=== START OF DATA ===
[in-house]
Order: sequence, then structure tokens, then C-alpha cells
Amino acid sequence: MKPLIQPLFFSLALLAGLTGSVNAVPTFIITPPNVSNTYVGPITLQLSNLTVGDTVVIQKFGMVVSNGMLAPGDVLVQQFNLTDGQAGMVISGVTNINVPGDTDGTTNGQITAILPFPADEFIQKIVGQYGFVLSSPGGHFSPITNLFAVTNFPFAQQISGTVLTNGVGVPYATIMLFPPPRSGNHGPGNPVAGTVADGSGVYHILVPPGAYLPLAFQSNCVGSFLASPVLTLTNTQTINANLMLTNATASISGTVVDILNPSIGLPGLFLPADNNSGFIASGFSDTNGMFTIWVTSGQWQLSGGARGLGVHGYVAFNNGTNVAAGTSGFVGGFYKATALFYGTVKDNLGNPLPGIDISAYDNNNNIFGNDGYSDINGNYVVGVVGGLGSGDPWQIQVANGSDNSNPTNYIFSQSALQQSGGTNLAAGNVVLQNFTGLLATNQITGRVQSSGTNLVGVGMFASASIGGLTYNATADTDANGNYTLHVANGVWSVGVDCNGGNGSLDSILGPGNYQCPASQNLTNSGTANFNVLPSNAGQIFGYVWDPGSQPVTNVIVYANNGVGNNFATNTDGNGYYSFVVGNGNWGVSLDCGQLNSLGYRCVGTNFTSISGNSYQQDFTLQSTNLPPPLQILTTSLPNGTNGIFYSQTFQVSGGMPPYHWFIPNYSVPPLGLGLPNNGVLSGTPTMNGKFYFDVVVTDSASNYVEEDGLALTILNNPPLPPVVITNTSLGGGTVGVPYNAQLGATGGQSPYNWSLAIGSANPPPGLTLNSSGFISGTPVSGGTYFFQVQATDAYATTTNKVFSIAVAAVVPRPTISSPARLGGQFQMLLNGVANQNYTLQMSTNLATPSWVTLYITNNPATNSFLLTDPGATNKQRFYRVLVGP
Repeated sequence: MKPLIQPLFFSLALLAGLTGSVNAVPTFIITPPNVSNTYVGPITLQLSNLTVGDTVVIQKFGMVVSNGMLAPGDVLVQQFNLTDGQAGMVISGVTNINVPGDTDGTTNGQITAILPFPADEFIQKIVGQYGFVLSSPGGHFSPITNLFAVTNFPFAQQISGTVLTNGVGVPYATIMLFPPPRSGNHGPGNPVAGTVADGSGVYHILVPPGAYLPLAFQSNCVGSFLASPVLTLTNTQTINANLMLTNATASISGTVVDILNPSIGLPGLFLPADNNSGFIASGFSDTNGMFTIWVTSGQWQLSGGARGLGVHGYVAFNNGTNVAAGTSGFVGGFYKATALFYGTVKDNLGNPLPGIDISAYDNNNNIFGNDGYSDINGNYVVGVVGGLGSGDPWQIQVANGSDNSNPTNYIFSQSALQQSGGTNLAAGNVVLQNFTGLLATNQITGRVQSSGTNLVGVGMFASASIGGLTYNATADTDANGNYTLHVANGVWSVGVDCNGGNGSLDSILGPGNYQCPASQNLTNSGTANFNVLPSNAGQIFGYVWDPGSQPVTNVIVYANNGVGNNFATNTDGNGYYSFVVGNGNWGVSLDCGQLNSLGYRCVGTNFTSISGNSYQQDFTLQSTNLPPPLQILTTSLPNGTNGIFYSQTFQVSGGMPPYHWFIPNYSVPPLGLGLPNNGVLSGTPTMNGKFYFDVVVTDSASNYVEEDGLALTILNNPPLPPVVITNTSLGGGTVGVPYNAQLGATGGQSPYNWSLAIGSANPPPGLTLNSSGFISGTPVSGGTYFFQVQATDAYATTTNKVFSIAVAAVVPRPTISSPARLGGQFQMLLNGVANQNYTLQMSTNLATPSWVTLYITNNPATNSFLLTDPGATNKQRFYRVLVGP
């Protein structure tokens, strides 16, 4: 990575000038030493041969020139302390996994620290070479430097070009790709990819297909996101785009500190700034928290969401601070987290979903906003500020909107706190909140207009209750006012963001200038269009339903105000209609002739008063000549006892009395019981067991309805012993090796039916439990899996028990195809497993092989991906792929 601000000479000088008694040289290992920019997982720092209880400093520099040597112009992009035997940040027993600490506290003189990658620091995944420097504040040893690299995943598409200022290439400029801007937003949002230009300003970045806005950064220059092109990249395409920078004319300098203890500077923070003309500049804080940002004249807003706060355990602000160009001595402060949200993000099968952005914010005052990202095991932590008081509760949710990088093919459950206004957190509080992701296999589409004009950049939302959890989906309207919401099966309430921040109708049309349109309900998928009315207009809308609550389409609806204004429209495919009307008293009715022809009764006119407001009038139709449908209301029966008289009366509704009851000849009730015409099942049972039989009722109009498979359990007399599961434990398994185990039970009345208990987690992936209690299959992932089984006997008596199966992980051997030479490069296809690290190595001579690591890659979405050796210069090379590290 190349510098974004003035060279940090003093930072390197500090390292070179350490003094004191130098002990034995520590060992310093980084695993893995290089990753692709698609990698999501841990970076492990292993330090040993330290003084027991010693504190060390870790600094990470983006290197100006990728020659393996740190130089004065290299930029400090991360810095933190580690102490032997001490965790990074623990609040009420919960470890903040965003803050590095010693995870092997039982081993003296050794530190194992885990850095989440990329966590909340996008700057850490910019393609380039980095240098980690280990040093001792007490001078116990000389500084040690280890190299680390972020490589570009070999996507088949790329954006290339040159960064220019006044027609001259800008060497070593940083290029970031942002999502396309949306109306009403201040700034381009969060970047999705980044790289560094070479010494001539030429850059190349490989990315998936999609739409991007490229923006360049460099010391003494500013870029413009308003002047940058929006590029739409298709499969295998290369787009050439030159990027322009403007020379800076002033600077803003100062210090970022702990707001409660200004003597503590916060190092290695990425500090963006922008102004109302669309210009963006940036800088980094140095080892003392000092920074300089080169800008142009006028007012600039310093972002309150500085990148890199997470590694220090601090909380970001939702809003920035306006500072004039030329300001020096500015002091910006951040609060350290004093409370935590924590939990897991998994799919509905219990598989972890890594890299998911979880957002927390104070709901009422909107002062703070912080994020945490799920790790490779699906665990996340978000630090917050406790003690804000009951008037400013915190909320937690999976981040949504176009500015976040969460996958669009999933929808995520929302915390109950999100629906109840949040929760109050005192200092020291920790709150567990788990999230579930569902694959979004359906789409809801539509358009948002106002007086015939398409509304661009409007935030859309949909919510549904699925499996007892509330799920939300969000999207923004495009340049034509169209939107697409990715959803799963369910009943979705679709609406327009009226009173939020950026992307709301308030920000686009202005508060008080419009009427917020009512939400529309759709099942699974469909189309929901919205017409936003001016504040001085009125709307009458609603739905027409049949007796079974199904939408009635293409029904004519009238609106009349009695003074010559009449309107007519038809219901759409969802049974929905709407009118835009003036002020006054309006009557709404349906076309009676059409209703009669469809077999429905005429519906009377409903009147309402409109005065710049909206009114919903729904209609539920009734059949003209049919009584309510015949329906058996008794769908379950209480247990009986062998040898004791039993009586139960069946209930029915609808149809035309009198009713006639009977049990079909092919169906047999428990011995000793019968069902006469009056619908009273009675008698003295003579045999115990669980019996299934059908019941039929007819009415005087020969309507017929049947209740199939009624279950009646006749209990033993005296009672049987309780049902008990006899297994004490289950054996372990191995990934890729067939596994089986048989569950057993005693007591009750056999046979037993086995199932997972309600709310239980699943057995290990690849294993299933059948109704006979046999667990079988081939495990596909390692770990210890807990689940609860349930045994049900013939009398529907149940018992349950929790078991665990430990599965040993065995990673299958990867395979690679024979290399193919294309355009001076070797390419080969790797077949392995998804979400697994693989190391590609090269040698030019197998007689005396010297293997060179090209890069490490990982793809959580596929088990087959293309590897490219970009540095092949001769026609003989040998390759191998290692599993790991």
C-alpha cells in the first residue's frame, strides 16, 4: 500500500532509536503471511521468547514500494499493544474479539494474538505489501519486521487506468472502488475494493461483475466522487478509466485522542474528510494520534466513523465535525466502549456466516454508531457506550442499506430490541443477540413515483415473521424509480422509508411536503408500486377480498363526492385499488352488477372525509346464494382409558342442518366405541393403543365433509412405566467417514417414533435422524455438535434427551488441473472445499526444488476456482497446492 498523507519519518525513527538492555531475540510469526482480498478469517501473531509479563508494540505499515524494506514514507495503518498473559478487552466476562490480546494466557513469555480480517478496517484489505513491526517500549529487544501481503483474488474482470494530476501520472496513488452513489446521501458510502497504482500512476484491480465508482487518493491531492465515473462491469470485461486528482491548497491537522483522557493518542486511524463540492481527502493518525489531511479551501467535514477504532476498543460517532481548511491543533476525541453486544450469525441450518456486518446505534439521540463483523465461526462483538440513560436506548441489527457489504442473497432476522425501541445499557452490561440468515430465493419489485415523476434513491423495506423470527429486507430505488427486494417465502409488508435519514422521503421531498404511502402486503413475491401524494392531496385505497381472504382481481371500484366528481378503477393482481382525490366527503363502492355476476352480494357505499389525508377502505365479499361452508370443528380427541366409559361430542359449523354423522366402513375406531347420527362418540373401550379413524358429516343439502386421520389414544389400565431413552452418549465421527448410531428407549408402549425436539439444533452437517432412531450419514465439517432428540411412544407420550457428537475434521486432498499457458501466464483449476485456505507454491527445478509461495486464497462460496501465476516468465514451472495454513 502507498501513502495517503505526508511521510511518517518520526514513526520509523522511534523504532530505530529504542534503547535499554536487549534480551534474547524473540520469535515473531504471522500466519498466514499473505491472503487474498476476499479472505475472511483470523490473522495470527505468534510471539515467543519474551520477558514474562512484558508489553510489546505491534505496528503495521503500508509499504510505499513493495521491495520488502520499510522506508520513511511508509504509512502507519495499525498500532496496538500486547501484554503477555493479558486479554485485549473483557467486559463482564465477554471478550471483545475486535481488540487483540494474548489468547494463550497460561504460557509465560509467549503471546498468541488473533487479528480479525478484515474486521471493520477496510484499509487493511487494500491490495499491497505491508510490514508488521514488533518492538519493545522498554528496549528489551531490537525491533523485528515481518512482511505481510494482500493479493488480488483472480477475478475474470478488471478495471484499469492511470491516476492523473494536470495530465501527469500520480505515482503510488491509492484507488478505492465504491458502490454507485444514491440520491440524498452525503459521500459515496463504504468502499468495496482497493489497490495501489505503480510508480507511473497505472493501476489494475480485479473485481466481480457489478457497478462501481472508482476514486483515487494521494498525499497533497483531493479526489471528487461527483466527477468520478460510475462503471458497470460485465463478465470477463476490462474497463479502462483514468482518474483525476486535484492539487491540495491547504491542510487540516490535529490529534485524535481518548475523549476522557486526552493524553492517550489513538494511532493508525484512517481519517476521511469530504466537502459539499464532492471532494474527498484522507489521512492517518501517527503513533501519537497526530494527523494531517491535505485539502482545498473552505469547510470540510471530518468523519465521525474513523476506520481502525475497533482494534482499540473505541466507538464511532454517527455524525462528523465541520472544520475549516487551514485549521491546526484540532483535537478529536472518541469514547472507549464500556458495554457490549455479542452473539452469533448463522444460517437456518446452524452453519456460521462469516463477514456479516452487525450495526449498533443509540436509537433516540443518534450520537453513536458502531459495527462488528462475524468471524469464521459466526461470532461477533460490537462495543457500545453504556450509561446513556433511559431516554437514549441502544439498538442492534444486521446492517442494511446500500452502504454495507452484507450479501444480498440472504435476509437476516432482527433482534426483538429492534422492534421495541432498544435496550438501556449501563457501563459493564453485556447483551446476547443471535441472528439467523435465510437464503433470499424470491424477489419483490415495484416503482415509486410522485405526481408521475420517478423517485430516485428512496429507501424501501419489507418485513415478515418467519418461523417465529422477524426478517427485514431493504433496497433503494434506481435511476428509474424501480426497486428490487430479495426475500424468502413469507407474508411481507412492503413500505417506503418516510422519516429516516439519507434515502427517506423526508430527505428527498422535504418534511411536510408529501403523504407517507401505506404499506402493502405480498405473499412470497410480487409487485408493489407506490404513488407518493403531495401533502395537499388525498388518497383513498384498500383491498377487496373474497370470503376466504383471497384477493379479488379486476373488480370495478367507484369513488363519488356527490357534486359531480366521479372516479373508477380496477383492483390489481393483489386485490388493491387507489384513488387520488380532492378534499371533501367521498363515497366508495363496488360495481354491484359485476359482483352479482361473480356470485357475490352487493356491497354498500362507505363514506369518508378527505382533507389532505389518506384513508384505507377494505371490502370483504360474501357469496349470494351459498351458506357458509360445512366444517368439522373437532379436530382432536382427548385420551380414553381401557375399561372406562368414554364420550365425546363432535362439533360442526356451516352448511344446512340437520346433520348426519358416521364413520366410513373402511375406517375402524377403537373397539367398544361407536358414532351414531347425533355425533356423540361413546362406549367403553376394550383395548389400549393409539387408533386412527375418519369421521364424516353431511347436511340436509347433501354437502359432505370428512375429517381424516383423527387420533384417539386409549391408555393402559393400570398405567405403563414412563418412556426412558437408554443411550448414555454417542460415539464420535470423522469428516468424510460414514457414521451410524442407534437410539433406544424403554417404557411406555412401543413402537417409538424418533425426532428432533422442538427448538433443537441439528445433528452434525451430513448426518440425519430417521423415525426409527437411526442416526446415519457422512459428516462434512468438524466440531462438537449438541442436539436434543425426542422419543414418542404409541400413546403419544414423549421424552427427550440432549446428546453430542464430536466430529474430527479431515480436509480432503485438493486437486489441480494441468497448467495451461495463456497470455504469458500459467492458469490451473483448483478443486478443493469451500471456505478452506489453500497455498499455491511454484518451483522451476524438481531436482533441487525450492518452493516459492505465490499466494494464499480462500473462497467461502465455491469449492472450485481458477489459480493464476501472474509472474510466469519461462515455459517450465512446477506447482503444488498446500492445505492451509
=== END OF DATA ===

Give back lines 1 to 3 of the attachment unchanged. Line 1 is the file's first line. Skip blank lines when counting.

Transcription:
[in-house]
Order: sequence, then structure tokens, then C-alpha cells
Amino acid sequence: MKPLIQPLFFSLALLAGLTGSVNAVPTFIITPPNVSNTYVGPITLQLSNLTVGDTVVIQKFGMVVSNGMLAPGDVLVQQFNLTDGQAGMVISGVTNINVPGDTDGTTNGQITAILPFPADEFIQKIVGQYGFVLSSPGGHFSPITNLFAVTNFPFAQQISGTVLTNGVGVPYATIMLFPPPRSGNHGPGNPVAGTVADGSGVYHILVPPGAYLPLAFQSNCVGSFLASPVLTLTNTQTINANLMLTNATASISGTVVDILNPSIGLPGLFLPADNNSGFIASGFSDTNGMFTIWVTSGQWQLSGGARGLGVHGYVAFNNGTNVAAGTSGFVGGFYKATALFYGTVKDNLGNPLPGIDISAYDNNNNIFGNDGYSDINGNYVVGVVGGLGSGDPWQIQVANGSDNSNPTNYIFSQSALQQSGGTNLAAGNVVLQNFTGLLATNQITGRVQSSGTNLVGVGMFASASIGGLTYNATADTDANGNYTLHVANGVWSVGVDCNGGNGSLDSILGPGNYQCPASQNLTNSGTANFNVLPSNAGQIFGYVWDPGSQPVTNVIVYANNGVGNNFATNTDGNGYYSFVVGNGNWGVSLDCGQLNSLGYRCVGTNFTSISGNSYQQDFTLQSTNLPPPLQILTTSLPNGTNGIFYSQTFQVSGGMPPYHWFIPNYSVPPLGLGLPNNGVLSGTPTMNGKFYFDVVVTDSASNYVEEDGLALTILNNPPLPPVVITNTSLGGGTVGVPYNAQLGATGGQSPYNWSLAIGSANPPPGLTLNSSGFISGTPVSGGTYFFQVQATDAYATTTNKVFSIAVAAVVPRPTISSPARLGGQFQMLLNGVANQNYTLQMSTNLATPSWVTLYITNNPATNSFLLTDPGATNKQRFYRVLVGP